After Nets brass reportedly met with Ben Simmons and his agent on Monday afternoon — discussing the physical and mental issues still keeping him from making his season debut — Steve Nash confirmed that it’s not just his physical health that the sidelined All-Star is dealing with.
“I don’t want to overstate my understanding of the situation because I’m not in Ben’s shoes. That’s very important for me not to speak for Ben because I can’t relate to what he’s going through,” Nash said. “There’s a mental component with everything. Ben’s addressed that there is a mental component with what he’s going through; but how much and where he’s at with that is not for me to speak about.”
Simmons and Klutch Sports CEO Rich Paul met with Nets general manager Sean Marks before Brooklyn’s do-or-die first-round Game 4 against the Celtics, according to ESPN.
Simmons — who has had his desire to play questioned by Hall of Famers like Shaquille O’Neal, Charles Barkley and Reggie Miller — reiterated to team officials that he wants to play as soon as he can. The team reassured Simmons and his camp they’ll give him all the help it can.
“As far as an organization, we’re really pushing to support Ben in any way we can to help him improve physically and get back on the court, and the mental side of that is part and parcel,” Nash said. “They’re not separate.
“They’re not something that we don’t want to deal with. We want to help if he needs help in any aspect of his life and his game. He’s a cornerstone, so we want to help him feel great, play great and become a part of this team.”
They need him to. Because Nash is right: They’re committed, for better or worse. Simmons has three years and $114 million left on his contract.
Simmons was ramping up to play but suffered a herniated L-4 disk in his lower back, one that required an epidural in mid-March.
Multiple orthopedic specialists told The Post that Simmons was likely to miss the rest of the season, and a source close to the player added, “It’s just a timing thing. The problem is the season is running out.”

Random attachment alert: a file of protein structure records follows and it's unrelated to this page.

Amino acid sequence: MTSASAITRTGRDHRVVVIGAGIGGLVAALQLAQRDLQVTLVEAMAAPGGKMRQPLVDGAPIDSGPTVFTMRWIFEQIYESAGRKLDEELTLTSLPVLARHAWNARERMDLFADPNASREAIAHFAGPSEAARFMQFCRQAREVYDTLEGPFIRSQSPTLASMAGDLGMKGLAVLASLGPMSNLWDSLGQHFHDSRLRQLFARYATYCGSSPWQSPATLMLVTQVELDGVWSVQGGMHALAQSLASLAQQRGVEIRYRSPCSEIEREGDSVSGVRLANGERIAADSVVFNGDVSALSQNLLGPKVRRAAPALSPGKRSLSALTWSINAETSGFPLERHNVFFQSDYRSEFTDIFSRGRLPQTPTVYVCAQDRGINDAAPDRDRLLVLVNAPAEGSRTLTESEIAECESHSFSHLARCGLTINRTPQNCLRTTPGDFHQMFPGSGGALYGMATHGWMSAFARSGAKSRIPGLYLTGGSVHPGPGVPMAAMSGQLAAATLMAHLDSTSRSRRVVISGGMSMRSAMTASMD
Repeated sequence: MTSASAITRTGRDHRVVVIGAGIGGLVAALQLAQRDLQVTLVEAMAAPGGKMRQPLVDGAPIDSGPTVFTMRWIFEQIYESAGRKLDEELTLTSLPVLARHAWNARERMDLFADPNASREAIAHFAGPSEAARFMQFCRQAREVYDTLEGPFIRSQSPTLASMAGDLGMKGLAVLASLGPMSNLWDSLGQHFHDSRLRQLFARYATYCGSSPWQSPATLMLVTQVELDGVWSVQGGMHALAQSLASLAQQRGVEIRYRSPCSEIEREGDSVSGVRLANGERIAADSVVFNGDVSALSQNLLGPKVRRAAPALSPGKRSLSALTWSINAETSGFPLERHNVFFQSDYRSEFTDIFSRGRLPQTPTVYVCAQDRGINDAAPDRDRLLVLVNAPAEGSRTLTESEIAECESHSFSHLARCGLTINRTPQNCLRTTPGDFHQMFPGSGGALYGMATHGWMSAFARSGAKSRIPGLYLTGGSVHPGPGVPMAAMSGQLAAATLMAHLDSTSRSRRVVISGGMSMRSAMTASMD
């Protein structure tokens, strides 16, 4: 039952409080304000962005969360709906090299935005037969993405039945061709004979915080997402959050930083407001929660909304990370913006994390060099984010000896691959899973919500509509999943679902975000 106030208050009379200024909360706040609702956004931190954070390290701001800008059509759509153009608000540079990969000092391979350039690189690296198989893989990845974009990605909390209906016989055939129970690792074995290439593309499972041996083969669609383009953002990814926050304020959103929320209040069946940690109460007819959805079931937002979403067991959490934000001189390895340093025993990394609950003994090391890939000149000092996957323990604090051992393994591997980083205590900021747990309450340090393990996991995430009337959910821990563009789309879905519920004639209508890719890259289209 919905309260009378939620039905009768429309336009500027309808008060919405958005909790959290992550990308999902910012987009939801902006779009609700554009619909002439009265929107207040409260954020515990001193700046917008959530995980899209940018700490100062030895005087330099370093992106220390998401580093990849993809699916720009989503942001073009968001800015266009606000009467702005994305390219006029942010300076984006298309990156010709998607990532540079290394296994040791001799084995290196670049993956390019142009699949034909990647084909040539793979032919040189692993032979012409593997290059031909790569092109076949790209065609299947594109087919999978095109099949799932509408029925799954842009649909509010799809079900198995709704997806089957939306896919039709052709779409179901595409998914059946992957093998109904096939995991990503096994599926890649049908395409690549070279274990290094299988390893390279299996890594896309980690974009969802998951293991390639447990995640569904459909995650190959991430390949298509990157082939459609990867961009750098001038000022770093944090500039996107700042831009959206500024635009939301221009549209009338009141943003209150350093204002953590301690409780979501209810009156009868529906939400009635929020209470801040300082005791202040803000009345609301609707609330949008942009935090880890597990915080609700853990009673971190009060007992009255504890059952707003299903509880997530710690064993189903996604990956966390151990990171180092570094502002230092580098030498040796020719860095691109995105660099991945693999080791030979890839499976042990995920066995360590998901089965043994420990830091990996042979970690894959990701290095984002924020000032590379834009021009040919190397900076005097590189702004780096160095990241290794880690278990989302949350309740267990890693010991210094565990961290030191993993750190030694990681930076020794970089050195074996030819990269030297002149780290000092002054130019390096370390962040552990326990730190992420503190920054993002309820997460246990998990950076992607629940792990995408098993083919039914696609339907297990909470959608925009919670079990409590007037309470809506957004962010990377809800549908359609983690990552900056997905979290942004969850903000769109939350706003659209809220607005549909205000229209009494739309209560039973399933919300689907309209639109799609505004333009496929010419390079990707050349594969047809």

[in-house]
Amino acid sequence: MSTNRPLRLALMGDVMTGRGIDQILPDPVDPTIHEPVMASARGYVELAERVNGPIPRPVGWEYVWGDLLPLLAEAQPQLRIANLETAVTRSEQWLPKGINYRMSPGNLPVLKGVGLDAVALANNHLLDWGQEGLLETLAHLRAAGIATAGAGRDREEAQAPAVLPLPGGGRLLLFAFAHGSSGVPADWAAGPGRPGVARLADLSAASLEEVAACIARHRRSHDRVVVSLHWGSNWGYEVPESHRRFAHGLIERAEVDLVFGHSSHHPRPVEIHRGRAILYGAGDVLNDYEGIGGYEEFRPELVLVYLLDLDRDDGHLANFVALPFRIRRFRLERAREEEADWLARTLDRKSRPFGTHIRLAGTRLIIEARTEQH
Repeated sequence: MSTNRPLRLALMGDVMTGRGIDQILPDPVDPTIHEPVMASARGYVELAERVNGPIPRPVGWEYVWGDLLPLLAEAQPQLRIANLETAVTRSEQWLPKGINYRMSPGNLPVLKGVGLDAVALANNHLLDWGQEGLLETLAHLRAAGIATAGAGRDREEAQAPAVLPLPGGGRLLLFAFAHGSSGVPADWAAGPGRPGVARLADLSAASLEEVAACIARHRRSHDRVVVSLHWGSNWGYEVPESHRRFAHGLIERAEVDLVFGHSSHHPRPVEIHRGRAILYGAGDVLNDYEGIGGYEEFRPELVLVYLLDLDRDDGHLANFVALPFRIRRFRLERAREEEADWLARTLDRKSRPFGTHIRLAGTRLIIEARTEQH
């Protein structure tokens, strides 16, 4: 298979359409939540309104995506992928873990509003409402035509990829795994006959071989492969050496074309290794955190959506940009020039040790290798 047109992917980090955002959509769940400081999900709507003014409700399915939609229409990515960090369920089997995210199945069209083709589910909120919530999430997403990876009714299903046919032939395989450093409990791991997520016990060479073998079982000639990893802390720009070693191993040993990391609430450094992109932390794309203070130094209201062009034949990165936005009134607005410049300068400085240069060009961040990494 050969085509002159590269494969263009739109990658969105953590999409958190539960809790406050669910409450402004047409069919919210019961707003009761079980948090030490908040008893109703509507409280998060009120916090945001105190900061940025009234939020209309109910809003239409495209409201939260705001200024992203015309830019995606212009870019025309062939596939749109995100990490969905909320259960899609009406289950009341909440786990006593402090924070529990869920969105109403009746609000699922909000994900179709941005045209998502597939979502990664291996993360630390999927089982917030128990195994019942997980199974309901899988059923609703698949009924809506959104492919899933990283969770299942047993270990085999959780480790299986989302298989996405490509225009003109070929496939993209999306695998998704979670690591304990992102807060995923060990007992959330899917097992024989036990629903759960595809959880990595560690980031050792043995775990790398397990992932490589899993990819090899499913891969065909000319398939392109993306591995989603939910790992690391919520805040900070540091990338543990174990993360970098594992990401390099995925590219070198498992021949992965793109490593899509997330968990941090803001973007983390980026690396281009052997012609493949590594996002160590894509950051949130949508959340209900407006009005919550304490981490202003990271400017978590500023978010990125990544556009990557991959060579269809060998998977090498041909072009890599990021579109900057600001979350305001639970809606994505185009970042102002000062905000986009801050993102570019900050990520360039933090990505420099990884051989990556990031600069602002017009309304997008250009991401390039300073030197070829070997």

It may have run out. Brooklyn entered Monday down 3-0 and facing elimination. And after three pain-free contact workouts last week — giving rise to reports he’d debut in Game 4 — Simmons told the Nets on Sunday his back was now sore again.
“I’m not sure setback’s the right word. I don’t know what we’re calling it. He’s still trying to strengthen and put himself in a position to play,” Nash said. “He could feel great today, he could feel poor tomorrow. I just think that’s the landscape we’re in with his back.”
Simmons hasn’t had another MRI exam or been ruled out of Game 5, if there is one. But there have been eyebrows raised inside by everything from Simmons’ flashy attire to this sudden heel turn, and disappointment he wasn’t on the court for an elimination game and is unlikely to play alongside his teammates before next season.
“I’d be careful that disappointed doesn’t get taken out of context. Of course we’re all disappointed,” Nash said. “We’d love to see Ben on the floor with our teammates, but I don’t want it to be taken that I’m disappointed in Ben or anything like that. No. His back is his back, and we’ve got to work through this and he’s got to continue to fight. … But yeah, of course, we’d love to see Ben with our guys.”
Both Nash and a source close to Simmons expect him to avoid offseason surgery. But it’s a tough blow to deal a former MVP and get back a player who’s fighting not only back but mental issues and no guarantee either will be sorted out next year.
“It’s unfortunate for him. I know he probably wanted to be out there playing with us and to have a setback,” Nic Claxton said. “I know that sucks for us and it sucks for him.”